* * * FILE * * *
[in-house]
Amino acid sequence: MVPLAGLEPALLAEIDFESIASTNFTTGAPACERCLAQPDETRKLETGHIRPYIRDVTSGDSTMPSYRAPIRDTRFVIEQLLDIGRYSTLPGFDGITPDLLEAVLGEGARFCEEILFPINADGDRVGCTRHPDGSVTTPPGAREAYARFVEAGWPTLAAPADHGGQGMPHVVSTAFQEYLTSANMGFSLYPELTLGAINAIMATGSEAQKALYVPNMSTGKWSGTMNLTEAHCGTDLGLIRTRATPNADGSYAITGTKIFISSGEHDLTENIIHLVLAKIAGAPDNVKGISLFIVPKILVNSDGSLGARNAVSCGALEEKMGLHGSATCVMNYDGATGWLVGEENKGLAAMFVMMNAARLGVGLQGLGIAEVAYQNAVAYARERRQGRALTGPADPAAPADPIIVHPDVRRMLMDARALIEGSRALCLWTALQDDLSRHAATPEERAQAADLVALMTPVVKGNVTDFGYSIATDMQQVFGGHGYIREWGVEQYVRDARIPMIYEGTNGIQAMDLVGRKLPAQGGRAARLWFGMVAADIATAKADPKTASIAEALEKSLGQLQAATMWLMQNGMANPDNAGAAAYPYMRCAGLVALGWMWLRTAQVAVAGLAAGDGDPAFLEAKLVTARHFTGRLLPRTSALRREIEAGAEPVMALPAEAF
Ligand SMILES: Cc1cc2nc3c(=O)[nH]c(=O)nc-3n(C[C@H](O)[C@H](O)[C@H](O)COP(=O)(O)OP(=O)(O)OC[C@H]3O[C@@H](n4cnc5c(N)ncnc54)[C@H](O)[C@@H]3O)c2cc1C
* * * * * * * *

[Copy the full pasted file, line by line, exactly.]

[in-house]
Amino acid sequence: MVPLAGLEPALLAEIDFESIASTNFTTGAPACERCLAQPDETRKLETGHIRPYIRDVTSGDSTMPSYRAPIRDTRFVIEQLLDIGRYSTLPGFDGITPDLLEAVLGEGARFCEEILFPINADGDRVGCTRHPDGSVTTPPGAREAYARFVEAGWPTLAAPADHGGQGMPHVVSTAFQEYLTSANMGFSLYPELTLGAINAIMATGSEAQKALYVPNMSTGKWSGTMNLTEAHCGTDLGLIRTRATPNADGSYAITGTKIFISSGEHDLTENIIHLVLAKIAGAPDNVKGISLFIVPKILVNSDGSLGARNAVSCGALEEKMGLHGSATCVMNYDGATGWLVGEENKGLAAMFVMMNAARLGVGLQGLGIAEVAYQNAVAYARERRQGRALTGPADPAAPADPIIVHPDVRRMLMDARALIEGSRALCLWTALQDDLSRHAATPEERAQAADLVALMTPVVKGNVTDFGYSIATDMQQVFGGHGYIREWGVEQYVRDARIPMIYEGTNGIQAMDLVGRKLPAQGGRAARLWFGMVAADIATAKADPKTASIAEALEKSLGQLQAATMWLMQNGMANPDNAGAAAYPYMRCAGLVALGWMWLRTAQVAVAGLAAGDGDPAFLEAKLVTARHFTGRLLPRTSALRREIEAGAEPVMALPAEAF
Ligand SMILES: Cc1cc2nc3c(=O)[nH]c(=O)nc-3n(C[C@H](O)[C@H](O)[C@H](O)COP(=O)(O)OP(=O)(O)OC[C@H]3O[C@@H](n4cnc5c(N)ncnc54)[C@H](O)[C@@H]3O)c2cc1C